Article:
Viktor Yanukovych defeated Prime Minister Yuliya Tymoshenko to win Ukraine’s presidency
in 2010, many observers have expressed concern about Ukraine’s democratic development,
including the government’s use of the courts to neutralize opposition leaders, including
Tymoshenko, who was sentenced to a seven-year prison term in 2011.
International observers criticized Ukraine’s October 2012 parliamentary
elections as falling short of international standards.
The global economic crisis hit Ukraine hard. Ukraine’s real Gross Domestic
Product (GDP) fell by an estimated 15% in 2009. The economy began to
recover in 2010, and GDP increased by 4.7% in 2011. However, living
standards for many Ukrainians remain low, leading to a rapid drop in
Yanukovych’s popularity when compared to the period soon after his
inauguration. Slow growth in Western Europe resulted in slower growth in
2012 for Ukraine as well.
President Yanukovych has pursued closer ties with Russia, especially in the
economic sphere. A major focus of his policy has been to seek reduced
prices for natural gas supplies from Moscow, or failing that, to diversify
Ukraine’s sources of supply. Ukraine has so far fended off Russian pressure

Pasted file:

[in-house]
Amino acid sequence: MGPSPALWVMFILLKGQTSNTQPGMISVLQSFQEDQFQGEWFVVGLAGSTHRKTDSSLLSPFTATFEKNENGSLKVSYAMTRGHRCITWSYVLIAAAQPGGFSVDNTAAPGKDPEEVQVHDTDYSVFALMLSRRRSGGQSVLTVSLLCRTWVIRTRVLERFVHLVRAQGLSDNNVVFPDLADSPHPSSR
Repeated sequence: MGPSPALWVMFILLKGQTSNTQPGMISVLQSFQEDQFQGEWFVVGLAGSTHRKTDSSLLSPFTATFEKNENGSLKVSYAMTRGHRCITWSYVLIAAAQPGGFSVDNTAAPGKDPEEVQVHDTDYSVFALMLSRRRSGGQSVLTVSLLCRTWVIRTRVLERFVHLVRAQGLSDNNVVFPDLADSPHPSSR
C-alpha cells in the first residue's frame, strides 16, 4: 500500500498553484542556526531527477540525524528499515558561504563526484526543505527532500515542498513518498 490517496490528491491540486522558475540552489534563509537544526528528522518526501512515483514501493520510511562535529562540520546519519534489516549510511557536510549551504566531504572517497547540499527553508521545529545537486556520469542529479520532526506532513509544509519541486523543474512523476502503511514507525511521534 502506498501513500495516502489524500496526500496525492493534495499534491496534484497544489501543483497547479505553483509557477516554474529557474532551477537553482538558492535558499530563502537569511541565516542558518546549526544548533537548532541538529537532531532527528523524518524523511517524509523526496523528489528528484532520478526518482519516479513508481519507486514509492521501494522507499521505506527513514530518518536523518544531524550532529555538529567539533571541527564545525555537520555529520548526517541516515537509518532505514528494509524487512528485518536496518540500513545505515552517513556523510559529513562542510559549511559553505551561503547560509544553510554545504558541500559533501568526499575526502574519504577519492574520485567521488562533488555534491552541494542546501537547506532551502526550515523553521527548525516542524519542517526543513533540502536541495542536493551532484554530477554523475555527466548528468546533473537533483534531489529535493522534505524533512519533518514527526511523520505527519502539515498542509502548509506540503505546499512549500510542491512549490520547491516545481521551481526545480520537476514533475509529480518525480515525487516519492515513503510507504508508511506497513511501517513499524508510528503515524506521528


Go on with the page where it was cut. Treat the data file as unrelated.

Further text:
to sell it control of its gas pipeline system and join Russia-led political and
economic integration structures.
Yanukovych has said that EU integration is a key priority for Ukraine, but EU
criticism of what it views as the politically motivated conviction and
imprisonment of Tymoshenko and others has delayed the signature of a
long-awaited association agreement with the EU, which includes a free trade
agreement. Yanukovych has made clear that his country is not seeking NATO
membership, but will continue cooperation with NATO, including the holding
of joint military exercises.
The Obama Administration has worked to “reset” relations with Russia, but has
warned that it will not accept any country’s assertion of a sphere of
influence, a reminder of U.S. support for Ukraine’s sovereignty. The
Administration has focused on helping Ukraine rid itself of its supplies
of highly enriched uranium, assisting Ukraine with the clean-up of the
Chernobyl nuclear site, and diversifying Ukraine’s sources of energy,
including advice on developing Ukraine’s shale gas reserves.
Administration officials have expressed serious concerns about regression in Ukraine’s
democratic development since Yanukovych took power, including in such areas as media
freedoms and selective prosecution of the government’s political opponents.
Legislation was introduced in the 112th Congress
and 113th Congress calling for Tymoshenko and other
victims of politically motivated prosecutions to be released from prison. One
of them, a modified version of S.Res. 466, was passed by the Senate on
September 21, 2012. Among other provisions, it called for sanctions
against Ukrainian leaders responsible for selective prosecutions.
Date of Report: January 31, 2013
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